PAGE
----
An official for the city of El Paso, Texas, told Newsmax on Friday the city has "a lot of plans in place" for dealing with the end of Title 42 immigration restrictions.
El Paso's Office of Emergency Management will use federal funding to convert two former middle schools that currently lie vacant into shelters for migrants and others who lack housing, the city announced this week.
Mario D'Agostino, deputy city manager of El Paso, said on "National Report:" "We have operationalized our sheltering system within the city of El Paso … and we've got two schools that are ready to go and operational. Right now, the numbers are extremely low. We have less than 150 people that the city of El Paso [is] sheltering. We're concerned about the numbers."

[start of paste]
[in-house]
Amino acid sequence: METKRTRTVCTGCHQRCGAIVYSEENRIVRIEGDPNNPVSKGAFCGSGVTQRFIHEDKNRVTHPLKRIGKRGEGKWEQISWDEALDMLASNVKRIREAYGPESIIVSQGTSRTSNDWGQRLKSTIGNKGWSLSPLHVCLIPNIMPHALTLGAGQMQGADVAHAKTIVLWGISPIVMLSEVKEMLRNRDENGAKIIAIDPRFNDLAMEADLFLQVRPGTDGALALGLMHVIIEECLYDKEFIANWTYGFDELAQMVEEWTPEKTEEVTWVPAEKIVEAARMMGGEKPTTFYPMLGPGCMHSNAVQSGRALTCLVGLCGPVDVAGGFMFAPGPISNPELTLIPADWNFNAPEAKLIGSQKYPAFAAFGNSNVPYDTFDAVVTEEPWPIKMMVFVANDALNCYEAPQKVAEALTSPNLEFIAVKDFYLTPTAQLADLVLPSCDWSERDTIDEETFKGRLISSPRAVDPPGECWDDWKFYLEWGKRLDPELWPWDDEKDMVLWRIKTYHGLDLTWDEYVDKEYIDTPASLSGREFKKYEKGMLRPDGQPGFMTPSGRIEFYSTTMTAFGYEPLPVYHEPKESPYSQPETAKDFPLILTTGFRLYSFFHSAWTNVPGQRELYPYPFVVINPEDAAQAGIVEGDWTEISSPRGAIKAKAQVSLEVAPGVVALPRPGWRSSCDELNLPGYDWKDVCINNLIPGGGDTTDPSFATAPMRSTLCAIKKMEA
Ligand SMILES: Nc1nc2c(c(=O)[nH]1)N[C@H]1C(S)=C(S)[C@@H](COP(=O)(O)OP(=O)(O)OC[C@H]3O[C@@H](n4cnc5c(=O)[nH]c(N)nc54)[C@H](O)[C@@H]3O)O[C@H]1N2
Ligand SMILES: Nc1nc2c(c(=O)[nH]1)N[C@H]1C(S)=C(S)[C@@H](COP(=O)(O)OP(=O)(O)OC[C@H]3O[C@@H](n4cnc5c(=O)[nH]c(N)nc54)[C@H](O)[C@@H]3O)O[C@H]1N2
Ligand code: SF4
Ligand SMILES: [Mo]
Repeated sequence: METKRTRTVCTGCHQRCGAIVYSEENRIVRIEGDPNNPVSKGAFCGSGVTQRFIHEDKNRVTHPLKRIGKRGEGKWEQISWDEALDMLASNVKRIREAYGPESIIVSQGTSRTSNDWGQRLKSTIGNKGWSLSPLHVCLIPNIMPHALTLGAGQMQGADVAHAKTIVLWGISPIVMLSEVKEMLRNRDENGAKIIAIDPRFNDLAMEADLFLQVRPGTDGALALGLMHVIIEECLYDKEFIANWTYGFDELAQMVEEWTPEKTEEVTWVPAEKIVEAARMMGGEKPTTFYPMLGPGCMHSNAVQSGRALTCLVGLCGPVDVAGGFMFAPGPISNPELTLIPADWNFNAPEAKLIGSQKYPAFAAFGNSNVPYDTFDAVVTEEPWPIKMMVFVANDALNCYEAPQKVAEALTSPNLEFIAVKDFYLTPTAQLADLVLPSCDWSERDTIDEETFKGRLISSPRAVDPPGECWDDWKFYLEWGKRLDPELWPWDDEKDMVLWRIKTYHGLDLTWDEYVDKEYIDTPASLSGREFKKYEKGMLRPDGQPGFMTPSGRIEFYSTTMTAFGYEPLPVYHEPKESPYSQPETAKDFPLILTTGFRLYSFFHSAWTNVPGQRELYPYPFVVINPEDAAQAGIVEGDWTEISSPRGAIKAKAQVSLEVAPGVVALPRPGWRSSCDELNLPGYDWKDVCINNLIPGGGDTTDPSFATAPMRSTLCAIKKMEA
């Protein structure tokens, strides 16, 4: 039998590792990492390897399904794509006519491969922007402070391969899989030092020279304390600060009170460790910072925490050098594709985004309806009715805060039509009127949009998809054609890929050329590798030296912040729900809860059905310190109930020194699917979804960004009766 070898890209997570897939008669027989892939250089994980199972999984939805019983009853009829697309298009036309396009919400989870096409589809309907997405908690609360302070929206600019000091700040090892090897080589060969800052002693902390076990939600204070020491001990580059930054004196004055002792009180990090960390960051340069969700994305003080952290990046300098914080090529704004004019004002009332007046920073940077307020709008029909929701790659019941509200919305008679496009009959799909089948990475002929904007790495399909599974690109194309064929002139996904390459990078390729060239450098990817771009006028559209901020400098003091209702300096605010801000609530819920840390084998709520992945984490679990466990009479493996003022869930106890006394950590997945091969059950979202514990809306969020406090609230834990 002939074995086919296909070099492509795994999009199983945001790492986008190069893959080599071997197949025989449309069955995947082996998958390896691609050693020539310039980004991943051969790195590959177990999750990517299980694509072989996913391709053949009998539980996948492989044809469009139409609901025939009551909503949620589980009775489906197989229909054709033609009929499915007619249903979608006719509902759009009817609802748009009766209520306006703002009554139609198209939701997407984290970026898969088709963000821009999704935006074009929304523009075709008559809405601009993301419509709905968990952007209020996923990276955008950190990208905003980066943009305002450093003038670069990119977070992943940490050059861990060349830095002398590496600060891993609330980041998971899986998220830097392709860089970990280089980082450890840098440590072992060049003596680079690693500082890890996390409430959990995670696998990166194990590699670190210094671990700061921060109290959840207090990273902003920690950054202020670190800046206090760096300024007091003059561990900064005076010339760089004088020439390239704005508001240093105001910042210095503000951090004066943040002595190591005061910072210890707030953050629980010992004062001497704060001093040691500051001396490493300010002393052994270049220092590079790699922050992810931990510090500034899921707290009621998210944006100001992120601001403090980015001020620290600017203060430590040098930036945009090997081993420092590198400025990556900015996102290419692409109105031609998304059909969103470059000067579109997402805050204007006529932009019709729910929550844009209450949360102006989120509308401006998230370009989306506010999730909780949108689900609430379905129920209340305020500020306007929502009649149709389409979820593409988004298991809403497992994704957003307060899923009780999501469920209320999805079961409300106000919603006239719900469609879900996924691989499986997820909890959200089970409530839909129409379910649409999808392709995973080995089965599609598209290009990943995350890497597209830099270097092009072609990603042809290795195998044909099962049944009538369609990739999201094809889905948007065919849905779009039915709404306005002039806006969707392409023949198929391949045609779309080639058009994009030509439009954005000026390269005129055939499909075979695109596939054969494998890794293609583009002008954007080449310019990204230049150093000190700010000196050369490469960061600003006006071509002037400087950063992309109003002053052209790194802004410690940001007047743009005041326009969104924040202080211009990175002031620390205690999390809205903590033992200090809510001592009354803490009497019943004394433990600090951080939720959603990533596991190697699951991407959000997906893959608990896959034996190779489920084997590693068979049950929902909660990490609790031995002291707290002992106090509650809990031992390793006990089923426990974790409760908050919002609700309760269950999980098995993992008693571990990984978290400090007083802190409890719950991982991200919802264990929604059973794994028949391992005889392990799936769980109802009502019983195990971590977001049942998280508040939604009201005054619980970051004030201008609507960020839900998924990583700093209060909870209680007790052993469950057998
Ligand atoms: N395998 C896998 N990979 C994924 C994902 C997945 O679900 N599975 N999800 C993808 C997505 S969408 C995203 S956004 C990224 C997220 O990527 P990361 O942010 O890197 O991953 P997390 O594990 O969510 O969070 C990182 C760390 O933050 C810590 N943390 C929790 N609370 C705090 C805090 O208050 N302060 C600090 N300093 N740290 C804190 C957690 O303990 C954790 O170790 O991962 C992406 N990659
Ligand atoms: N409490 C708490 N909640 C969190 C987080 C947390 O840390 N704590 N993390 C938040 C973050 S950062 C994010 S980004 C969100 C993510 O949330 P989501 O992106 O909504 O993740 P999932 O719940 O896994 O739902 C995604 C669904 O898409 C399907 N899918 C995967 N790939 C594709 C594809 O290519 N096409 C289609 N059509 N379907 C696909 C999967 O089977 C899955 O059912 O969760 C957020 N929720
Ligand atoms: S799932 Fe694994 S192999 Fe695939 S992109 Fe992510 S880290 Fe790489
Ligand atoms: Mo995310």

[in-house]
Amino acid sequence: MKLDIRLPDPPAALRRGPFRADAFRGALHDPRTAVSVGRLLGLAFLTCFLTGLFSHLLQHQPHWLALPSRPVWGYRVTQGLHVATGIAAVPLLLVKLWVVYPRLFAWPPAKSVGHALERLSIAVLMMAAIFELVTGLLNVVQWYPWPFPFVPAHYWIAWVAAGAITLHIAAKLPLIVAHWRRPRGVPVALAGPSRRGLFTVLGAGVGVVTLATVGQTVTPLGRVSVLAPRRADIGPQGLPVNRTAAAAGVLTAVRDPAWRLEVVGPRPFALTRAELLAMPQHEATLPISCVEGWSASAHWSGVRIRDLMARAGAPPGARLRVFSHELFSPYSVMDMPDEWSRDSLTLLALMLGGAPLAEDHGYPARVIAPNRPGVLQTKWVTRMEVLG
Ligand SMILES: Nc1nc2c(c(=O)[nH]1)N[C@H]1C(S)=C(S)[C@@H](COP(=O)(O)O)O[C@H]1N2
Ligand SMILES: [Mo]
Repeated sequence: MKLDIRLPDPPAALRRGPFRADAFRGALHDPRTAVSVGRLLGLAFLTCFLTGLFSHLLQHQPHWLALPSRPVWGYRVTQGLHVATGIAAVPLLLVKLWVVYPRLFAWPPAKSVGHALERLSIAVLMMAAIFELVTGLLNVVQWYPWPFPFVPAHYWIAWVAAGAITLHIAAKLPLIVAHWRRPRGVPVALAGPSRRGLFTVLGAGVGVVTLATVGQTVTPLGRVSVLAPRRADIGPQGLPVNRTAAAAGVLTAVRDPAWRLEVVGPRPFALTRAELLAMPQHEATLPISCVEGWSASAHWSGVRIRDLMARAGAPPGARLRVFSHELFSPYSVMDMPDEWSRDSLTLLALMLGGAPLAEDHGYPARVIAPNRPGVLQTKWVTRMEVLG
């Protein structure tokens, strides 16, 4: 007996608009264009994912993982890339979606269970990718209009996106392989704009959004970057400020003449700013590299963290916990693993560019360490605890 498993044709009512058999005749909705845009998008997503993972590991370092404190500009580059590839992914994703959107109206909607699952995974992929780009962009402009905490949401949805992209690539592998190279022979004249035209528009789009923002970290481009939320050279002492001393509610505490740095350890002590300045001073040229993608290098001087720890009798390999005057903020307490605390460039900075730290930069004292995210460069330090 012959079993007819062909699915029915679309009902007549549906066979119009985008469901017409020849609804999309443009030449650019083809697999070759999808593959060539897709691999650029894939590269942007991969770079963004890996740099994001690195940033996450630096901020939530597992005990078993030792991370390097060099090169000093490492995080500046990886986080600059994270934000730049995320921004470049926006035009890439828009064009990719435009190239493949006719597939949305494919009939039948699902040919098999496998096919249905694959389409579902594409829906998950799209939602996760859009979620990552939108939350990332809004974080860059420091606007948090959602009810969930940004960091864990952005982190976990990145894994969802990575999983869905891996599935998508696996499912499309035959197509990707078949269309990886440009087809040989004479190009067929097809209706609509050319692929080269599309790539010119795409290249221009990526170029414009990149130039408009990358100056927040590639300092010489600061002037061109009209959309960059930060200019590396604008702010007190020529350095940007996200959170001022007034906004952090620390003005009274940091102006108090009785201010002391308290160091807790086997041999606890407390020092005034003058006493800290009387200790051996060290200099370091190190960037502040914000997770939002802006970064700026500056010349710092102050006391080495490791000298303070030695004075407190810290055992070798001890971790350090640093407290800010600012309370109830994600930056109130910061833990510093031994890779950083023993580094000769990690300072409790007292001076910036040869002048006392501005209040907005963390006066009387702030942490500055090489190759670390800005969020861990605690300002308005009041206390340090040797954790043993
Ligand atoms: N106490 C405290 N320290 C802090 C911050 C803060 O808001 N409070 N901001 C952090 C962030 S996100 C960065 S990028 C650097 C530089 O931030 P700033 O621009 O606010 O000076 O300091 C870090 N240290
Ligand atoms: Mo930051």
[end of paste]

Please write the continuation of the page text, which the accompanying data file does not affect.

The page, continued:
D'Agostino added that the city has been "preparing for well over a year" for the end of Title 42, saying that "the threat of it going away has been coming for a long time."
D'Agostino said: "We have a lot of plans in place. ... We opened two closed-down schools. We turned them into shelters, so we have capacity for large amounts of sheltering."
D'Agostino also noted: "We have our transportation plans to augment … [El Paso has] a medium-sized airport. And so there's a limited number of flights … going into it. Last week, I think our daily average was right around 500 available seats per day. And when you're seeing numbers like this that's truly not enough.
"So we've got to focus on how do we connect them to larger hubs so they can move on."
Theodore Bunker ✉
Theodore Bunker, a Newsmax writer, has more than a decade covering news, media, and politics.
© 2024 Newsmax. All rights reserved.